Strengthening Social Cohesion in Korea

image of Strengthening Social Cohesion in Korea

Korea is confronting a serious challenges. It has to improve income equality in the context of a severe demographic transition. Such a transition, from one of the youngest populations in the OECD at present to the second oldest by 2050, may boost the need for public spending and slow economic growth. In this context and as the pace of population ageing is accelerating, it is important to act quickly in a wide range of areas:

-Policies to sustain Korea’s growth potential in the face of falling labour inputs;

-Measures that improve both growth and equality;

-Carefully-targeted increases in social spending to reduce inequality and poverty;

-Financing higher social spending, with priority given to a reform of tax and social security that minimises the negative impact on output growth.

Against the background of these broad challenges, which are discussed in a specific, setting-the-ground, Chapter, the report suggests policy options, based on the practices and reforms of other countries, in the following four areas: I) Income Distribution and Poverty; II) Tackling the Duality of the Labour Market; III) Early Childcare; and IV) Moving beyond Hospitals to better Care in the Community.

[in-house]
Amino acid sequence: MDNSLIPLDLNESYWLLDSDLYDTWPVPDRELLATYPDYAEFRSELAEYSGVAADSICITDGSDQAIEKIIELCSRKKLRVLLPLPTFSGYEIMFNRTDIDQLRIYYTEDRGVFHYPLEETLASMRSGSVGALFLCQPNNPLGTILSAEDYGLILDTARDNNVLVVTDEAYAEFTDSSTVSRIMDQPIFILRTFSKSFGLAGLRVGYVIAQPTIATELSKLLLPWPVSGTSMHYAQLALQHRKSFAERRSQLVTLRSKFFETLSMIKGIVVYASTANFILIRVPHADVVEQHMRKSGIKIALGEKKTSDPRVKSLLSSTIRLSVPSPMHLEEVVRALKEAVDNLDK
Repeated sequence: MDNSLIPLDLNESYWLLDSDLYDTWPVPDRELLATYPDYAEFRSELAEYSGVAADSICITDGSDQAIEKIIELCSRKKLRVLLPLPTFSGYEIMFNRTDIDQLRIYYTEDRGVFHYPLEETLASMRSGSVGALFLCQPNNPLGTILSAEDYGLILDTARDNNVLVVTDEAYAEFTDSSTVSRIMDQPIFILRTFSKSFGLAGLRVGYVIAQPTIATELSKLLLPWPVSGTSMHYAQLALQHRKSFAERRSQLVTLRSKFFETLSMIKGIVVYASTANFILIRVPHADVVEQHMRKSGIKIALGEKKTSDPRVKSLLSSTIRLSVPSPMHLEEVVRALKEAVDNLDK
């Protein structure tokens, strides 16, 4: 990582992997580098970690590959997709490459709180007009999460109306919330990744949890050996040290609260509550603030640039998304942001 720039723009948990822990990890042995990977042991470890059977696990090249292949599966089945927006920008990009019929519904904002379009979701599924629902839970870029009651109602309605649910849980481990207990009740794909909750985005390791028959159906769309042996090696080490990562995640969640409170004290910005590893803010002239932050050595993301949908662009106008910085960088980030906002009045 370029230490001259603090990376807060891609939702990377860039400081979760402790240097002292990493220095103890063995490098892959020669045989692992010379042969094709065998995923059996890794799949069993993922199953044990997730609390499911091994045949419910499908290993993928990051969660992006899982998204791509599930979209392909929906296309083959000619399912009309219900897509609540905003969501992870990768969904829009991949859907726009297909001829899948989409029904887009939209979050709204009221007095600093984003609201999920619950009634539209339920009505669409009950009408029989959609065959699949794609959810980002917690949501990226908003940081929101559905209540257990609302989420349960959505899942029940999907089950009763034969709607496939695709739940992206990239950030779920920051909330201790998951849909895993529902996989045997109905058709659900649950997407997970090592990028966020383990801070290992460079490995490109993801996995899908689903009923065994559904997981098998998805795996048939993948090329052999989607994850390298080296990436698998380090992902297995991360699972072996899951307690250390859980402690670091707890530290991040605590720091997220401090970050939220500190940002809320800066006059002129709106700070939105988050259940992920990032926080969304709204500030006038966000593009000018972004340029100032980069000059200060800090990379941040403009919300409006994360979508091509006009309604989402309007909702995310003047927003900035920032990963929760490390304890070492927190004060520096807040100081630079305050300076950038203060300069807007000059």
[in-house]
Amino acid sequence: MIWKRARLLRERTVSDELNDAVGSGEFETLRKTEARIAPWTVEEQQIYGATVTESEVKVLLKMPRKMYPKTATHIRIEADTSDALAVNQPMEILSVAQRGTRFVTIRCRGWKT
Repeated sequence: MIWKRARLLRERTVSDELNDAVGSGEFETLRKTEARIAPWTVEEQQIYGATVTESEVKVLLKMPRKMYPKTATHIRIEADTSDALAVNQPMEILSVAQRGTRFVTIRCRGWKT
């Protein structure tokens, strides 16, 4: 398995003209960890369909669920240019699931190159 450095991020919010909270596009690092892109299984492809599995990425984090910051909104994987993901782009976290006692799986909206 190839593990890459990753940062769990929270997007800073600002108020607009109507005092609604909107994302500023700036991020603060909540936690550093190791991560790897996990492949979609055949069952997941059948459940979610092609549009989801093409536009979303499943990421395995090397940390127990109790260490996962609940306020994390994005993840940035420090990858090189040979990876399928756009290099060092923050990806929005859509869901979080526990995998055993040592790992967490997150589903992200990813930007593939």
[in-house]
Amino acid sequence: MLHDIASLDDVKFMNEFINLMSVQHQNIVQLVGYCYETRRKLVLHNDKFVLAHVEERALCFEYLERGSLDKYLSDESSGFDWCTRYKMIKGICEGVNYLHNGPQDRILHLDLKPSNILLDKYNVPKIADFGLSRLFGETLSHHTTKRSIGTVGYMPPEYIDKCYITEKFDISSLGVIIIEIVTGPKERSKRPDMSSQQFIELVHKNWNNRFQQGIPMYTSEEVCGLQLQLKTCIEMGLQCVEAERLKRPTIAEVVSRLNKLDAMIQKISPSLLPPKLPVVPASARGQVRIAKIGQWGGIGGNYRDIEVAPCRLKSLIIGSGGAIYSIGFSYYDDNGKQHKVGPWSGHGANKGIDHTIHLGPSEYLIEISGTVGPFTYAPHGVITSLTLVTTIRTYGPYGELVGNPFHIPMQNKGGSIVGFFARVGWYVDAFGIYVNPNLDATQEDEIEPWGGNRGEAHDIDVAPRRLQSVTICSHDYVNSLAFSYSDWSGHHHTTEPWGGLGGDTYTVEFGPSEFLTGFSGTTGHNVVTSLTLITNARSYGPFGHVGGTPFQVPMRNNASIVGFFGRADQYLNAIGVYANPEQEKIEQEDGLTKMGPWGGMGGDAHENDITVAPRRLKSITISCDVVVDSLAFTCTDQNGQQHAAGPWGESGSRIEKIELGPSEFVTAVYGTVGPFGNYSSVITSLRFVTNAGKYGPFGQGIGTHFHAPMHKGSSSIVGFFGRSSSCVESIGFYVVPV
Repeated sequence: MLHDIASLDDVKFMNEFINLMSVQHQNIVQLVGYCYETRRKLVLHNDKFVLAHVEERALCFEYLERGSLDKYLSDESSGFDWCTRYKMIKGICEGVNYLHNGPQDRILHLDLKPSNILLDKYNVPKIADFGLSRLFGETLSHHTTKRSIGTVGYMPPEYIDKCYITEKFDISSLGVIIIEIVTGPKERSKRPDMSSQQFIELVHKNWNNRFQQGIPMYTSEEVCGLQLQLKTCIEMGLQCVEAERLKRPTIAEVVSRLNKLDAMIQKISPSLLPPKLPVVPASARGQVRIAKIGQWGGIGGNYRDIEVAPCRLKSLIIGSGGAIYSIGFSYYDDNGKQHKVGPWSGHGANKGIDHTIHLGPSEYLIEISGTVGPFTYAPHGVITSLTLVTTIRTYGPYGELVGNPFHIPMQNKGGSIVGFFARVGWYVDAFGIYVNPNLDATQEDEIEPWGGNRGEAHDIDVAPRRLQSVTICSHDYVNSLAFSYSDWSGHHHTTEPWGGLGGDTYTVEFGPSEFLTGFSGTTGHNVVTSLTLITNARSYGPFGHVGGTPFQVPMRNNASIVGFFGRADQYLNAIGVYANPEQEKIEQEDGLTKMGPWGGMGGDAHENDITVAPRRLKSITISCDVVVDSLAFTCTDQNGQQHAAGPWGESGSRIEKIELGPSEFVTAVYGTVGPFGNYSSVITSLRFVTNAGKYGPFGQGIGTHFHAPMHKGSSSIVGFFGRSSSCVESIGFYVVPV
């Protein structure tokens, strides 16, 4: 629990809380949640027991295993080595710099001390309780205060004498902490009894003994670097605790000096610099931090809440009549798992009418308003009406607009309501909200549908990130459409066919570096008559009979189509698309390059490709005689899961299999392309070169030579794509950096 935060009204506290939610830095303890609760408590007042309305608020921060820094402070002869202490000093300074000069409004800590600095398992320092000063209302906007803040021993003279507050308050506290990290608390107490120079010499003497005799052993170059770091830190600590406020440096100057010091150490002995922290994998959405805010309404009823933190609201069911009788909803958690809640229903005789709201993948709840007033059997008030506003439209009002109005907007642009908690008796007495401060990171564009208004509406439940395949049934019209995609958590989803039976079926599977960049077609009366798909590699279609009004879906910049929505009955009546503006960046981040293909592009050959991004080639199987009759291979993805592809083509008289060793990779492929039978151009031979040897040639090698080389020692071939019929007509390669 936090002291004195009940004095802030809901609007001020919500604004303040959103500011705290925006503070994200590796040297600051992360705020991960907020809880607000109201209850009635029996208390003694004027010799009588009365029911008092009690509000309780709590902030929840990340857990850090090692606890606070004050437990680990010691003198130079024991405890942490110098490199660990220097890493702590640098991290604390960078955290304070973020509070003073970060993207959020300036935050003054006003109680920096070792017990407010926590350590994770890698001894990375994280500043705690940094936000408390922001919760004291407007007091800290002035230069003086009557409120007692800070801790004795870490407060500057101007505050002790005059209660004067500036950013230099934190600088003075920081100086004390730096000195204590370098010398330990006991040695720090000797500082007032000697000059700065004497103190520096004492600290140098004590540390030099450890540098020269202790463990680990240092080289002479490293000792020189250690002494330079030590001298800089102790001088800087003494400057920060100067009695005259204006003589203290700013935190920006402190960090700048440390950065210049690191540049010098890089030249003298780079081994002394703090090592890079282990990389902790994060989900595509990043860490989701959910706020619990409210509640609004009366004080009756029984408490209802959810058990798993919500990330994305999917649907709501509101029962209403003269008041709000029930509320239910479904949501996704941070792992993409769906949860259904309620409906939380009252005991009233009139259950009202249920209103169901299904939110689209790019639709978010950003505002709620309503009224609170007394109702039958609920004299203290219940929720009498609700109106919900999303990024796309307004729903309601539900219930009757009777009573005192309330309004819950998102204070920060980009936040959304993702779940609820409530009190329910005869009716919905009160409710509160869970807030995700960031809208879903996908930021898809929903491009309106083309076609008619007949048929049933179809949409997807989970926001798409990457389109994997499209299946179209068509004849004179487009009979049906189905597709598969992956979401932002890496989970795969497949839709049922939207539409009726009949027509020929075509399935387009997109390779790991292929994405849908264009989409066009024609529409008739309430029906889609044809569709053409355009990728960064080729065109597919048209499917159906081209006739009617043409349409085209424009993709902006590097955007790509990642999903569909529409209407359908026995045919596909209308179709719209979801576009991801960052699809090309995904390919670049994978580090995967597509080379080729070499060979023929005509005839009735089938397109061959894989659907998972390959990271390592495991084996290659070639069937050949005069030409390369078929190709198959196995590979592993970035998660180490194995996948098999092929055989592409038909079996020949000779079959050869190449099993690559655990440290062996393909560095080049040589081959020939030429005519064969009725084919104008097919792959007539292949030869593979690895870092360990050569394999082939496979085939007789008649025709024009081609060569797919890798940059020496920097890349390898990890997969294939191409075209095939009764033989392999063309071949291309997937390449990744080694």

English Also available in: Korean

Moving from hospitals to primary care for chronic diseases

This chapter provides policy recommendations to help develop stronger primary care in Korea, by suggesting a new type of service delivery – multi-specialty group practices (polyclinics). It examines the rapid growth of health care costs, fuelled by payments that encourage the delivery of high volumes and complex services. Hospitals dominate Korea’s health system, which also has one of the highest of avoidable hospital admissions in the OECD. At a time when more Koreans are facing health problems as they get older, primary care services that help people manage health conditions like diabetes and heart diseases are underdelivered. Improving access to high quality primary care services can decrease health inequalities and contribute to social cohesion.


This is a required field
Please enter a valid email address
Approval was a Success
Invalid data
An Error Occurred
Approval was partially successful, following selected items could not be processed due to error